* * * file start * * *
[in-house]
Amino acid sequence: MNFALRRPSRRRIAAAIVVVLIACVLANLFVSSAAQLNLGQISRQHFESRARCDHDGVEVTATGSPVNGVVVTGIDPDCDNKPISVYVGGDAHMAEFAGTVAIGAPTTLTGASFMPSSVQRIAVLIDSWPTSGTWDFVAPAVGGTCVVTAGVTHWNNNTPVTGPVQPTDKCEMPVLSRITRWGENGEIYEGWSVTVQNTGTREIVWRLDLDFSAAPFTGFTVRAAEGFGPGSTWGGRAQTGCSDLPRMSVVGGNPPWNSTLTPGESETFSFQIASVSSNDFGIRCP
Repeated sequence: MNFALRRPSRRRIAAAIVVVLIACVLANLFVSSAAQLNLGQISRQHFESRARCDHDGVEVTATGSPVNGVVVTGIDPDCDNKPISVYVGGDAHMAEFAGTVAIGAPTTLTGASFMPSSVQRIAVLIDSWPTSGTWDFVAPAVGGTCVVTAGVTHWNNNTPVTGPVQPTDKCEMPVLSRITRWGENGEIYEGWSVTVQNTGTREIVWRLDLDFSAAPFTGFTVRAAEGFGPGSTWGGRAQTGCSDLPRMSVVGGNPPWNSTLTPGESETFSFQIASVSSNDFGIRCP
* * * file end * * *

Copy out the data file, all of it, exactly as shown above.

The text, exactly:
[in-house]
Amino acid sequence: MNFALRRPSRRRIAAAIVVVLIACVLANLFVSSAAQLNLGQISRQHFESRARCDHDGVEVTATGSPVNGVVVTGIDPDCDNKPISVYVGGDAHMAEFAGTVAIGAPTTLTGASFMPSSVQRIAVLIDSWPTSGTWDFVAPAVGGTCVVTAGVTHWNNNTPVTGPVQPTDKCEMPVLSRITRWGENGEIYEGWSVTVQNTGTREIVWRLDLDFSAAPFTGFTVRAAEGFGPGSTWGGRAQTGCSDLPRMSVVGGNPPWNSTLTPGESETFSFQIASVSSNDFGIRCP
Repeated sequence: MNFALRRPSRRRIAAAIVVVLIACVLANLFVSSAAQLNLGQISRQHFESRARCDHDGVEVTATGSPVNGVVVTGIDPDCDNKPISVYVGGDAHMAEFAGTVAIGAPTTLTGASFMPSSVQRIAVLIDSWPTSGTWDFVAPAVGGTCVVTAGVTHWNNNTPVTGPVQPTDKCEMPVLSRITRWGENGEIYEGWSVTVQNTGTREIVWRLDLDFSAAPFTGFTVRAAEGFGPGSTWGGRAQTGCSDLPRMSVVGGNPPWNSTLTPGESETFSFQIASVSSNDFGIRCP